the walking dead clearI’ve made no secret of the fact that The Walking Dead is probably my favourite thing on television right now. Not only that, but season three is undoubtedly the best of the show’s short life so far.

Originally, I took issue with The Walking Dead. While I enjoyed it, I didn’t really find myself invested in the post-apocalyptic world, primarily due to the emotionally impenetrable (read: poorly written) characters. Combine that with the cringeworthy forced character development of the farm and the warning signs began to flash for the show as early as mid-Season 2.

The first half of Season Three put everything right. In those eight episodes there was drama, shock deaths, fantastic new characters and, believe it or not, we actually started to care about our group. Sure, it couldn’t all be perfect — Andrea suffered a character assassination (not literally… yet) and Michonne probably doesn’t speak as much as she should, but the show was in undoubtedly good form, smashing its own ratings records week after week.

Three weeks after the return of Season Three, how are things looking?

The ratings are looking good — the comeback episode, ‘The Suicide King’, smashed records again. As for the episodes themselves, well, the pace seemed to slow down a bit, taking time to focus on Rick’s descent into madness and general frolicking in the woods after Ghost Lori (bloody Lori). We had one of the best set-pieces of the entire show towards the end of ‘Home’, where we said goodbye to another of our characters just as we were beginning to love him (R.I.P. Axel). Other than that, it was all kind of building up to something greater. The episodes seemed to be setting up for the inevitable finale showdown between Rick and The Governor without actually going anywhere. News that episode twelve, ‘Clear’, was to follow Rick, Carl and Michonne on a separate mission of their own didn’t exactly instil confidence in everybody.

Which is a shame, because ‘Clear’ is the best episode of The Walking Dead since Season One’s much-acclaimed ‘Pilot’ episode. Warning – spoilers ahead.

It’s easy to forget amidst all the fast-paced drama and growing conflict between two groups of survivors fading in humanity just how brilliantly this show can handle the more intimate, human conflicts and emotions. Season 2’s ’18 Miles Out’ framed the conflict between Rick and Shane perfectly, exploring the psyche of an isolated, confused character who literally lost everything. The episode was one of my favourites of the entire show at the time, perfectly summed up by the visual metaphor of the lone walker striding through the field.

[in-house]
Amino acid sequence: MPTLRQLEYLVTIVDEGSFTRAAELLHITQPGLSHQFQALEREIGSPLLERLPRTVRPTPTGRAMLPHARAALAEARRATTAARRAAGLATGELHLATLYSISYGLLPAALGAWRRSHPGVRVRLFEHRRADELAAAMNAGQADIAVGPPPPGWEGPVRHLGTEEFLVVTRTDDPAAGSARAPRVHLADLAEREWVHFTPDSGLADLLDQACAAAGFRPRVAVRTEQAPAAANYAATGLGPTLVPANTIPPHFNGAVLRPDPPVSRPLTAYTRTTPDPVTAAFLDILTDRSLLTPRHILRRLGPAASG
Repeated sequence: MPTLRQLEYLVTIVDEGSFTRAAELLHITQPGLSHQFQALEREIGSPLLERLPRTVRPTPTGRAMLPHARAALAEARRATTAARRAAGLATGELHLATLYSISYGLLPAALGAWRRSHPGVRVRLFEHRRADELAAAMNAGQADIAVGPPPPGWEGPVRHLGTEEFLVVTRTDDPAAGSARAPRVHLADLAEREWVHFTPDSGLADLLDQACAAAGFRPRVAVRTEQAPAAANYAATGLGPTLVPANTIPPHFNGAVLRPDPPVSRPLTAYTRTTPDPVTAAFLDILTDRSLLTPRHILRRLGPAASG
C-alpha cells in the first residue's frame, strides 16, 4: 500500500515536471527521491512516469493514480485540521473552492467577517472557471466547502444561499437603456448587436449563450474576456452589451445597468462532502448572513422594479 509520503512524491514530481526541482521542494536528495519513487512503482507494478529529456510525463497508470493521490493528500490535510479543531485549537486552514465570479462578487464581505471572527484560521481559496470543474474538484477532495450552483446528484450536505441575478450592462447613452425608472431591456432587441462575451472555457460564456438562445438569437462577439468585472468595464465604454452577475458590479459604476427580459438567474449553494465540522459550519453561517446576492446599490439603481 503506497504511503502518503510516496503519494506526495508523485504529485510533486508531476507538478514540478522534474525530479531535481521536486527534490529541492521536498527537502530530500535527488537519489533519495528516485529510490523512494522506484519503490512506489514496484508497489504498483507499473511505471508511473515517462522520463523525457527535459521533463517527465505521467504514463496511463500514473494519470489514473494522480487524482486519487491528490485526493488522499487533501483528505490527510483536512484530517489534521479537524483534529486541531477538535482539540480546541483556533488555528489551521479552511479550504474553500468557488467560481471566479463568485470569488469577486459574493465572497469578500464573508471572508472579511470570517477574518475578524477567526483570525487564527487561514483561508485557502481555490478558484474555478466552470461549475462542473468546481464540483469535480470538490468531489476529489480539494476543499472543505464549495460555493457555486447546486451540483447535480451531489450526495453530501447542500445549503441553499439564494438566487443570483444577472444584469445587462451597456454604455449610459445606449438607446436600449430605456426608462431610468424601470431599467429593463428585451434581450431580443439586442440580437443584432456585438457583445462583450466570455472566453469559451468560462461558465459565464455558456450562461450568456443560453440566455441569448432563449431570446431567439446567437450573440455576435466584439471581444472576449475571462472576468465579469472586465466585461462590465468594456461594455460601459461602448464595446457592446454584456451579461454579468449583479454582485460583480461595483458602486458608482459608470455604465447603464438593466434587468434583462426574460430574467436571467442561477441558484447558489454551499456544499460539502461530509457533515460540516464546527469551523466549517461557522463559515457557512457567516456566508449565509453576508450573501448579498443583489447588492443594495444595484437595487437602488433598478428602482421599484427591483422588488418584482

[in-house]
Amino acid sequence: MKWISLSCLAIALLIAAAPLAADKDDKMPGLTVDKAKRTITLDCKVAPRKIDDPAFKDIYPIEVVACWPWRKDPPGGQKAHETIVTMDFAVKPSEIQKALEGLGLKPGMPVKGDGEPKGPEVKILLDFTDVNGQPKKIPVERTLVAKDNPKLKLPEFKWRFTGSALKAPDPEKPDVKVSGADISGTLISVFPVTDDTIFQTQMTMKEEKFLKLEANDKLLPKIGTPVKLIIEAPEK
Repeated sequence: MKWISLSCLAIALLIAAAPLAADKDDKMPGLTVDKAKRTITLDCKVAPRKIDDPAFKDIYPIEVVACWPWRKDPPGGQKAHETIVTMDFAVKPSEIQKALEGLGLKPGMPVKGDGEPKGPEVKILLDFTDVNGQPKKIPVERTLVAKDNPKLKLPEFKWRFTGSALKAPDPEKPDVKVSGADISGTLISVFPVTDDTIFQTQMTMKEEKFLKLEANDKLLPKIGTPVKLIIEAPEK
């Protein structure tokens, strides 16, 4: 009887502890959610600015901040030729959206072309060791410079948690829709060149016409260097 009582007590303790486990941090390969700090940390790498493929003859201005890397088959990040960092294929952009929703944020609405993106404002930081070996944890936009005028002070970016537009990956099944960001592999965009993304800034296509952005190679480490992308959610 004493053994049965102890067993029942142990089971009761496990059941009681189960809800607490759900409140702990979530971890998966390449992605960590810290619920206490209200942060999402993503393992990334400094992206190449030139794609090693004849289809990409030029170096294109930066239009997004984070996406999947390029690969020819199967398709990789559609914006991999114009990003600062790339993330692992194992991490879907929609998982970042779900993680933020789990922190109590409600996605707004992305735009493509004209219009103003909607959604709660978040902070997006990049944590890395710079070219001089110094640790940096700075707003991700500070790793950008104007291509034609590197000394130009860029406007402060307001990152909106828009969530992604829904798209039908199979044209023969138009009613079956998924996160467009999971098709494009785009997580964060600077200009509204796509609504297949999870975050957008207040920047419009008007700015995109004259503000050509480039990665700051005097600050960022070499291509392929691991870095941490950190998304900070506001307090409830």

‘Clear’ is that sort of episode, in which we see Rick, Carl and Michonne return to Rick’s hometown to gather supplies for the inevitable battle between Team Prison and Team Woodbury. The episode opens with Rick still not quite in a sound place mentally, but after a visit from the Ghost of Rick-mas Future, we are grateful as viewers that the characters are in a group and not isolated individuals.

No point dodging around it anymore — yes, Lennie James returns as Morgan. Remember the guy from the first episode? Had a son? Couldn’t shoot his wife? Yeah, him.

Except he’s insane. He has writing scrawled all over his walls.

And he’s on his own.

Through Lennie James’ brilliant, brilliant portrayal of a man without anything else to fight for, we are provided with the perfect mirror of what Rick could become should he allow himself to slip any further down the spiral. We also see the dangers of not being able to make the correct decisions, ultimately costing Morgan’s young son his life. Morgan’s sense of hopelessness was really painful viewing, not just for the viewer but for Rick, who perhaps began to realise just how fortunate he is to have a good group of people around him.

My particular favourite moment of the episode is the fact that Rick, Carl and Michonne simply left Morgan to get on with his life. There was no melodramatic sacrifice, no ringing of a bullet in the closing seconds — they just left, and Morgan continued his solitary existence. I realise this could be to leave it open for the character’s return in the future, but I almost hope they don’t rush to that now — it was a subtle, bittersweet ending, and one of the most striking moments of the entire show in its sheer subtlety.

Also, good news — Michonne speaks! Yes, her and Carl go on a little trip around Carl’s hometown, in which the pair of them make friends and form an unlikely team. I’m fast growing fond of Carl — it’s almost hard to believe this is the same kid who used to run off and cause mayhem just a series ago. His development is great. I particularly liked Carl’s exchange with Morgan towards the end of the episode: we see how far Carl has developed as a human being in this world where growing up is necessary to survive, and get the unfortunate feeling that Morgan’s son couldn’t quite adapt as well as him, costing him his life. It’s a wake-up call to Rick after Carl’s ‘you should stop being the leader’ comment last week, and one which will hopefully see Rick stepping up and making the right calls once again.

It’s a shame that we’ve only got four episodes remaining of Glen Mazarra’s stellar run producing the show, but it instills great confidence that the man taking charge for Season 4, Scott M. Gimple, was the man behind the writing of ‘Clear’. He writes solid, poignant drama, balancing human emotion with the threat of the walkers. ‘Clear’ was a fantastic episode, and everything right about The Walking Dead. Roll on next week.

Rating: A+

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